Commonly known as skin cancer


-Skin cancer occurs when mutations occur in the DNA of skin cells. The mutations cause the cells to grow out of control and form a mass of cancer cells.

-Over exposure to UV light

-Precancerous skin lesions.

-Family history of skin cancer

-Weakened immune system

-Exposure to radiation or harmful chemicals

The three different types of skin cancer

  • Squamous cells lie just below the outer surface and function as the skin's inner lining.
  • Basal cells, which produce new skin cells, sit beneath the squamous cells.
  • Melanocytes, cells that produce melanin, are located in the lower part of your epidermis. Melanocytes produce more melanin when you're in the sun to help protect the deeper layers of your skin.


Basal cell carcinoma may appear as:

  • A pearly or waxy bump
  • A flat, flesh-colored or brown scar-like lesion
Squamous cell carcinoma may appear as:
  • A firm, red nodule
  • A flat lesion with a scaly, crusted surface

Melanoma signs include:

  • A large brownish spot with darker speckles
  • A mole that changes in color, size or feel or that bleeds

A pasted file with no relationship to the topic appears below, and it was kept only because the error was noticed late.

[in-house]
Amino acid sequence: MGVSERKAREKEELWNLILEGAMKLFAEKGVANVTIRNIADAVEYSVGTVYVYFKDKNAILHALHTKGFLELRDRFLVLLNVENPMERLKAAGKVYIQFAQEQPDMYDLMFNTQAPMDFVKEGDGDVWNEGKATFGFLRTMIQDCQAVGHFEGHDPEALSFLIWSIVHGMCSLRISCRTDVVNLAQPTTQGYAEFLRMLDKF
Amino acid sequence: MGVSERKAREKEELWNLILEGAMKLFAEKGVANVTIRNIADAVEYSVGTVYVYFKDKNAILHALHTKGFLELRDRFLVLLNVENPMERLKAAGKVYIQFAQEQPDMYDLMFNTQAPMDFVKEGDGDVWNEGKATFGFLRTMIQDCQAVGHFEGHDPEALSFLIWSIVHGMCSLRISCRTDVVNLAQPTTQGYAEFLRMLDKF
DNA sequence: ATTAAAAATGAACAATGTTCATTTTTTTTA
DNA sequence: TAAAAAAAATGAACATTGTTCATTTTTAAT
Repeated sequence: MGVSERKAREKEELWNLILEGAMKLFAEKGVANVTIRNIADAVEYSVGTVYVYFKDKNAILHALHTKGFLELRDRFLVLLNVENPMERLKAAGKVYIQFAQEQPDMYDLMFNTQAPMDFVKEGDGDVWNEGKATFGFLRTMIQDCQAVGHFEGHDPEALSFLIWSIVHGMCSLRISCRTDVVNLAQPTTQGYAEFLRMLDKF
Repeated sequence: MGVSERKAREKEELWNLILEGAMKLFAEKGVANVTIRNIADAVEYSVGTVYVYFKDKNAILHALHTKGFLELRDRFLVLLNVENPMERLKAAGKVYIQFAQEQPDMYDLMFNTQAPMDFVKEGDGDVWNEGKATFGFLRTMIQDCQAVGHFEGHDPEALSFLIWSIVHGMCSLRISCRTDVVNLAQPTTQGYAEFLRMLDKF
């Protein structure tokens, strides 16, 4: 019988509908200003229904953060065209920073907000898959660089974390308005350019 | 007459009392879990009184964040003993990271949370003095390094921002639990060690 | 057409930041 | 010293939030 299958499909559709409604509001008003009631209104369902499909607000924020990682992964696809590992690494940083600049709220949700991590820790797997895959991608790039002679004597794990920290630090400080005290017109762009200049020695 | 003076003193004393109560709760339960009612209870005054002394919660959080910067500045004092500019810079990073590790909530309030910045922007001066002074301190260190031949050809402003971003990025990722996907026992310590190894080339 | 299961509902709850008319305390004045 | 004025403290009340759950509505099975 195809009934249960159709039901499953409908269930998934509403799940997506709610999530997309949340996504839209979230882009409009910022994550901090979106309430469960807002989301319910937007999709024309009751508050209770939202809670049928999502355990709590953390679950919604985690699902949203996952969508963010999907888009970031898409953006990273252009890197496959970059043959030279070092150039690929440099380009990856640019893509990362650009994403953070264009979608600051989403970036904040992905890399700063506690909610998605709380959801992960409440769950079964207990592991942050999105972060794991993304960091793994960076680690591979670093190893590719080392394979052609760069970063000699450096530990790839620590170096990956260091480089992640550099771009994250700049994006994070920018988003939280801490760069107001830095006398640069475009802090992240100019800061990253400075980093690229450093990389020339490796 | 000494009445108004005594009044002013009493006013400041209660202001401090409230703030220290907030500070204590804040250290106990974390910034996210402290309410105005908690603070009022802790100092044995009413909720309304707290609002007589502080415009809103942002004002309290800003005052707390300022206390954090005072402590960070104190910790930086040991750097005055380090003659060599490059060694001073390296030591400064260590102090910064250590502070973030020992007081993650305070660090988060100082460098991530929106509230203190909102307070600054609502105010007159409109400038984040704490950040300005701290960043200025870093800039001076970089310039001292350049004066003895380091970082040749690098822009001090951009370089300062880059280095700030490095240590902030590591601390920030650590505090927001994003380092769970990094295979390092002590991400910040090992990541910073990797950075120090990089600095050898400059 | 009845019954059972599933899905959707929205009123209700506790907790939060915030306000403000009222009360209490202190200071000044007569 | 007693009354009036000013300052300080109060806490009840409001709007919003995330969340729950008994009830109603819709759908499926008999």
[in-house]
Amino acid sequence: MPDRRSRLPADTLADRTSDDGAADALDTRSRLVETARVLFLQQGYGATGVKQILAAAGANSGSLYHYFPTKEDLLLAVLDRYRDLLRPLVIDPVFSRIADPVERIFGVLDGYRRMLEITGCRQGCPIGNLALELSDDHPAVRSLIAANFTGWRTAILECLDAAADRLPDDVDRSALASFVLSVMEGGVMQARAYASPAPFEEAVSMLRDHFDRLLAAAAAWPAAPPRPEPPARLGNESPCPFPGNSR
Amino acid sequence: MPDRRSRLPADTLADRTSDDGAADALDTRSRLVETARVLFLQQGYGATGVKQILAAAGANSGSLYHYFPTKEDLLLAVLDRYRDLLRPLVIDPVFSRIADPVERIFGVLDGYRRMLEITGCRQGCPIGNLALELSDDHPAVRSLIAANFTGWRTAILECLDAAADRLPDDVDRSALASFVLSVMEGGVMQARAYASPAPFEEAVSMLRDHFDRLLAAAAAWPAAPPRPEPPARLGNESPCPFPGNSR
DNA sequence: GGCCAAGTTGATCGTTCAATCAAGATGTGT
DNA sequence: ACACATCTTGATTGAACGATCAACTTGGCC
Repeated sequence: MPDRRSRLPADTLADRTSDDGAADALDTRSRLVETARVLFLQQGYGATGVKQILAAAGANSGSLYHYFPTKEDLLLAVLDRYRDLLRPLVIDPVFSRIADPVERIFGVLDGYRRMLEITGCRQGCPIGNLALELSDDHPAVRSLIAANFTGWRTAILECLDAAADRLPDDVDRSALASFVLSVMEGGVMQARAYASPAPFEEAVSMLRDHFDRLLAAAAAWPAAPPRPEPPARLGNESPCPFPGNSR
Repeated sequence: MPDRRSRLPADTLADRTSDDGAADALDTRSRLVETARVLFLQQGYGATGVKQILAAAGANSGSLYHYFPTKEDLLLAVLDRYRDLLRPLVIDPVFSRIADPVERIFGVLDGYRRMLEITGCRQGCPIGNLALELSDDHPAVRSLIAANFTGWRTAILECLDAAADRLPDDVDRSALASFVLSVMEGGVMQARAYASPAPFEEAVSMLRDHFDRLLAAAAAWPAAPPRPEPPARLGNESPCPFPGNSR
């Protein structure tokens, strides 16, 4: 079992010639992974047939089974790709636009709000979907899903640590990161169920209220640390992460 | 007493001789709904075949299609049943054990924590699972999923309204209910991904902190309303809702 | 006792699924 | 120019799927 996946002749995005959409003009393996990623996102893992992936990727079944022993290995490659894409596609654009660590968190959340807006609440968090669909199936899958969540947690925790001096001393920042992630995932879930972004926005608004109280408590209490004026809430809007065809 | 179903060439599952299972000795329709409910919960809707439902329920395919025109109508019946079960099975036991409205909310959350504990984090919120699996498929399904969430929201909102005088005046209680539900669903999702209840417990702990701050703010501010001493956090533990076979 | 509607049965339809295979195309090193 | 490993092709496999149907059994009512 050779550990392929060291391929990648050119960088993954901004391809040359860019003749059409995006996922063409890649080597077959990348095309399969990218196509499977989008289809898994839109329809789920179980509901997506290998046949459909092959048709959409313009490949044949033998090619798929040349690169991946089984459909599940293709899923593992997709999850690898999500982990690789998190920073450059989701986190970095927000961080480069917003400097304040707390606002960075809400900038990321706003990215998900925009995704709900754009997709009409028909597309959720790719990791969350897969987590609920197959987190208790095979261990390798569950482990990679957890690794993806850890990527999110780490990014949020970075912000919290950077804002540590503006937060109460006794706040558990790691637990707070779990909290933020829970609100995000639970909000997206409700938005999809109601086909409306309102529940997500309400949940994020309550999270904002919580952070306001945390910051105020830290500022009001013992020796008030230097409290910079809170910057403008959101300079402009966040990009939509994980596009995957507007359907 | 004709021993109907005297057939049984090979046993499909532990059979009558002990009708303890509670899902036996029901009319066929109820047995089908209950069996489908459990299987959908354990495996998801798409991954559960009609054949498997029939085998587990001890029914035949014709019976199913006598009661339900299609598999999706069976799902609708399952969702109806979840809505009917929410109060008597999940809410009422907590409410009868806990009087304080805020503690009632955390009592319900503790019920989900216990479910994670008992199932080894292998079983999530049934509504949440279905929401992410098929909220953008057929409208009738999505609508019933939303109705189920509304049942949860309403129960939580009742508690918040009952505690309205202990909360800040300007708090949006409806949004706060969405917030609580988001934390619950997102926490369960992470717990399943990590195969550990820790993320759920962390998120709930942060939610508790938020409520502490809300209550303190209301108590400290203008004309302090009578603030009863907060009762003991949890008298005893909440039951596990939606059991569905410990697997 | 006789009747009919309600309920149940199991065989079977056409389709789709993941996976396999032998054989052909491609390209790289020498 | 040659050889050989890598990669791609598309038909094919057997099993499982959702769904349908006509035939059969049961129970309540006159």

• A small lesion with an irregular border and portions that appear red, white, blue or blue-black


  • Freezing (cryosurgery). Destroying early skin cancers with liquid nitrogen
  • Excisional surgery. Cutting out diseased tissue
  • Radiation therapy. Using high-powered energy beams to kill cancer cells
  • Chemotherapy. Using drugs to kill cancer cells
  • Biological therapy. Biological treatments stimulate your immune system in order to kill cancer cells.

Other information

-Skin cancer is the most common form of cancer in the United States

-One person dies of melanoma every hour

-About 86 percent of melanomas can be attributed to exposure to ultraviolet (UV) radiation from the sun

-The overall 5-year melanoma survival rate for African Americans is only 77 percent, versus 91 percent for Caucasians

-The estimated cost of treating melanoma in 2010 was $2.36 billion

By: Reegyn Powers